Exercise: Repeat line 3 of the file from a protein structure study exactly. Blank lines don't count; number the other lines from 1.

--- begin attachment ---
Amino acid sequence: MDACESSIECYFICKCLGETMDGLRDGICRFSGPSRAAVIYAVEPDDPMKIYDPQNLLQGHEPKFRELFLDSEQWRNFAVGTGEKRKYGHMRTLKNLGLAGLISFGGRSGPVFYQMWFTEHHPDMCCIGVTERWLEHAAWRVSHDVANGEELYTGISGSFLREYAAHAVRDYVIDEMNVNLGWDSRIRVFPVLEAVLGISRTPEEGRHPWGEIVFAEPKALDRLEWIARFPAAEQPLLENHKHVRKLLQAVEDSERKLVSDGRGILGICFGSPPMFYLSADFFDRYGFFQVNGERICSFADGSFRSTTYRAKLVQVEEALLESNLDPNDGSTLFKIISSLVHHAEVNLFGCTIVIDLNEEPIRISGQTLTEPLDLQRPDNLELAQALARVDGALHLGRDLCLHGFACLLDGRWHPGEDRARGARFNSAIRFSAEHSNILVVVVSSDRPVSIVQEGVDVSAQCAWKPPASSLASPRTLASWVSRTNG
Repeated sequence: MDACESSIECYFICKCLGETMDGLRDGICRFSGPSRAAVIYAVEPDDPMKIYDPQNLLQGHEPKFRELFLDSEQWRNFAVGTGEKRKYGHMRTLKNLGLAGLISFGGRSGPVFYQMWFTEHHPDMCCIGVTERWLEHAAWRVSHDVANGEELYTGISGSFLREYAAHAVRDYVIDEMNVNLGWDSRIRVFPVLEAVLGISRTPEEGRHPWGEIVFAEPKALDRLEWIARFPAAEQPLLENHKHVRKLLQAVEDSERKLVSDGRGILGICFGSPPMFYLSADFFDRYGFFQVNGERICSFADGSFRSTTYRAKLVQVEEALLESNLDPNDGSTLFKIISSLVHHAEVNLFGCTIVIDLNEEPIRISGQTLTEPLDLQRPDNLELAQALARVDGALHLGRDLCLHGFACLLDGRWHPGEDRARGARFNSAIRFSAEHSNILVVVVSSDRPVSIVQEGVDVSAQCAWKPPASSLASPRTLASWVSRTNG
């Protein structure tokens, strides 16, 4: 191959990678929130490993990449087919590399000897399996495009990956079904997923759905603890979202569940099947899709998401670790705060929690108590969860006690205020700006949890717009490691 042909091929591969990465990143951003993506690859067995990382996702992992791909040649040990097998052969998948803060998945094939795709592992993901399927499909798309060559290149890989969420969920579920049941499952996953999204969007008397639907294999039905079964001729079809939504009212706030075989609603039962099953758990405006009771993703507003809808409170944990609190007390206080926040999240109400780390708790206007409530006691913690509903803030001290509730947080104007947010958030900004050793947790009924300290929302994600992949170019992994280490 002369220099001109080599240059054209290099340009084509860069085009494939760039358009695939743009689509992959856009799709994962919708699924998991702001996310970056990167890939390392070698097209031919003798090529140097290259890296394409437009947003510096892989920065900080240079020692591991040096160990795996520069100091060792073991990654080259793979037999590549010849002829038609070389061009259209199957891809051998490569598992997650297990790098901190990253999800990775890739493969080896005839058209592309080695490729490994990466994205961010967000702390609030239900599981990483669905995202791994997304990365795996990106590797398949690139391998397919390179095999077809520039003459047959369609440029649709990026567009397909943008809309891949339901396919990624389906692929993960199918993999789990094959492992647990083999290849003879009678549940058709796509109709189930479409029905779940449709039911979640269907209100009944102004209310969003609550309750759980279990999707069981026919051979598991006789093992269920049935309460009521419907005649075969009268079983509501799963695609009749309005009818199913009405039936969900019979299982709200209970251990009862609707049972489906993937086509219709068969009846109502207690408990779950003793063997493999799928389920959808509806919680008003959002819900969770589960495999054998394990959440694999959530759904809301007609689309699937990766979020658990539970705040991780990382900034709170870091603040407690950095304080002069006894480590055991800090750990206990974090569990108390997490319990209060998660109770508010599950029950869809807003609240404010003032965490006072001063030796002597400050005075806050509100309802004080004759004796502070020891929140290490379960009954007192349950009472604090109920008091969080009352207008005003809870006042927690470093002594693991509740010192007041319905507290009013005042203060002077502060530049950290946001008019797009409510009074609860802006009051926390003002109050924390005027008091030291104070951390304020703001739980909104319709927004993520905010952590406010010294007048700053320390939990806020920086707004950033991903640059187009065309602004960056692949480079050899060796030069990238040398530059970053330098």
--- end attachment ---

């Protein structure tokens, strides 16, 4: 191959990678929130490993990449087919590399000897399996495009990956079904997923759905603890979202569940099947899709998401670790705060929690108590969860006690205020700006949890717009490691 042909091929591969990465990143951003993506690859067995990382996702992992791909040649040990097998052969998948803060998945094939795709592992993901399927499909798309060559290149890989969420969920579920049941499952996953999204969007008397639907294999039905079964001729079809939504009212706030075989609603039962099953758990405006009771993703507003809808409170944990609190007390206080926040999240109400780390708790206007409530006691913690509903803030001290509730947080104007947010958030900004050793947790009924300290929302994600992949170019992994280490 002369220099001109080599240059054209290099340009084509860069085009494939760039358009695939743009689509992959856009799709994962919708699924998991702001996310970056990167890939390392070698097209031919003798090529140097290259890296394409437009947003510096892989920065900080240079020692591991040096160990795996520069100091060792073991990654080259793979037999590549010849002829038609070389061009259209199957891809051998490569598992997650297990790098901190990253999800990775890739493969080896005839058209592309080695490729490994990466994205961010967000702390609030239900599981990483669905995202791994997304990365795996990106590797398949690139391998397919390179095999077809520039003459047959369609440029649709990026567009397909943008809309891949339901396919990624389906692929993960199918993999789990094959492992647990083999290849003879009678549940058709796509109709189930479409029905779940449709039911979640269907209100009944102004209310969003609550309750759980279990999707069981026919051979598991006789093992269920049935309460009521419907005649075969009268079983509501799963695609009749309005009818199913009405039936969900019979299982709200209970251990009862609707049972489906993937086509219709068969009846109502207690408990779950003793063997493999799928389920959808509806919680008003959002819900969770589960495999054998394990959440694999959530759904809301007609689309699937990766979020658990539970705040991780990382900034709170870091603040407690950095304080002069006894480590055991800090750990206990974090569990108390997490319990209060998660109770508010599950029950869809807003609240404010003032965490006072001063030796002597400050005075806050509100309802004080004759004796502070020891929140290490379960009954007192349950009472604090109920008091969080009352207008005003809870006042927690470093002594693991509740010192007041319905507290009013005042203060002077502060530049950290946001008019797009409510009074609860802006009051926390003002109050924390005027008091030291104070951390304020703001739980909104319709927004993520905010952590406010010294007048700053320390939990806020920086707004950033991903640059187009065309602004960056692949480079050899060796030069990238040398530059970053330098």